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Norwich City’s plans for supporters return paused

PUBLISHED: 12:10 22 September 2020 | UPDATED: 13:39 22 September 2020

1,000 Norwich City supporters were in attendance for City's 2-2 draw with Preston North End on Saturday.
 Picture: Paul Chesterton/Focus Images Ltd

1,000 Norwich City supporters were in attendance for City's 2-2 draw with Preston North End on Saturday. Picture: Paul Chesterton/Focus Images Ltd

Paul Chesterton

Plans for a partial return of supporters to football stadia next month have been paused by the government amid safety fears after a surge in coronavirus cases across the country.

Norwich City were one of two Championship clubs involved in a pilot scheme that saw 1,000 supporters watch their 2-2 draw with Preston North End on Saturday - but now permission to push on for planning for more supporters to flow through the turnstiles have been paused.

The Canaries had been planning for up to 8,000 supporters to return to Carrow Road next month in a socially distanced, Covid secure way and were widely praised for their proactivity in staging a pilot event 48 hours after it was confirmed that they could be held.

The Premier League wrote to the government this month to warn that football stands to lose £100m a month while games are played behind closed doors. A number of EFL clubs are also recording significant financial losses due to supporters not being in stadiums.

Boris Johnson announced that new coronavirus restrictions could be in place for at least six months - with the prime minister confirming that stadiums would be without fans for the foreseeable future.

The Canaries were one of two Championship clubs permitted to have fans back in their ground for a pilot event. Picture: Paul Chesterton/Focus Images LtdThe Canaries were one of two Championship clubs permitted to have fans back in their ground for a pilot event. Picture: Paul Chesterton/Focus Images Ltd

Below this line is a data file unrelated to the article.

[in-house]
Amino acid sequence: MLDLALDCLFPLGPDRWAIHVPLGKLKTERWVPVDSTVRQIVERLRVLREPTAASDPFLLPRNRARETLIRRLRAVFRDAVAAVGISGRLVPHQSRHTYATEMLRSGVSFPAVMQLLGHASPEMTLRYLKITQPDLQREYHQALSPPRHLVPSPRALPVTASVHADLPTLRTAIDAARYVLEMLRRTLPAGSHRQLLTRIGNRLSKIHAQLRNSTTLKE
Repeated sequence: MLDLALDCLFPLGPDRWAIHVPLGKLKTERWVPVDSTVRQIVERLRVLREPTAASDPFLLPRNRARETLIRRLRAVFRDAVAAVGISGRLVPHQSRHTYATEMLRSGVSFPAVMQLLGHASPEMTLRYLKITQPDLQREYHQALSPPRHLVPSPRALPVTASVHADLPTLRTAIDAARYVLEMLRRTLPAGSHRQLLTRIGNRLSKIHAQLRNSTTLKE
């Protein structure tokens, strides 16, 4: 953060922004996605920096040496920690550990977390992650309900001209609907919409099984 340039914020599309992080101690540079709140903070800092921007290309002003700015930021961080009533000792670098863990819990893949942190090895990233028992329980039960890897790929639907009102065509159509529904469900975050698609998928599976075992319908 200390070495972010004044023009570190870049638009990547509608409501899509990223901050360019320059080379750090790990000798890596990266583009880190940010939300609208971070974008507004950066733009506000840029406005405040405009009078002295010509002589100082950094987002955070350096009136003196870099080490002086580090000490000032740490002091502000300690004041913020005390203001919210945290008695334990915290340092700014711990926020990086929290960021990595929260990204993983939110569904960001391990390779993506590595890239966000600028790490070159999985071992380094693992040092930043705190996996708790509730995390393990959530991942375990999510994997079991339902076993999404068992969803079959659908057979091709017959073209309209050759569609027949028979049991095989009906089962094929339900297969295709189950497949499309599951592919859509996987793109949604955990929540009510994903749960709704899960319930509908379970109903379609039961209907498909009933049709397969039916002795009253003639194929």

The wider fear is that those clubs suffer the same fate as Bury and Macclesfield Town - with a number of sporting bodies urging the government to create a “comprehensive support package” for the sport and physical sector combining investment, tax incentives, and regulatory reform in order to help clubs, organisations and facilities stabilise and survive.

Cabinet minister Michael Gove said: “It was the case that we were looking at a more staged programme of more people returning. It wasn’t going to be the case that we were going to have stadiums thronged with fans.

“We’re looking at how, for the moment, we can pause that programme but as and when circumstances allow, we can get more people back because the virus is less likely to spread outdoors, but the nature of sports events is their is a lot of mingling,” Gove told BBC Breakfast.

“People look back now at the beginning of the pandemic and look back at some of the major sporting events allowed then and asked the question - why were they allowed to go ahead?

“What we must do now, whatever the wisdom of decisions then, is to look at sporting events now with caution but look to do everything we can to support our great athletes and clubs through what will be a challenging time.”


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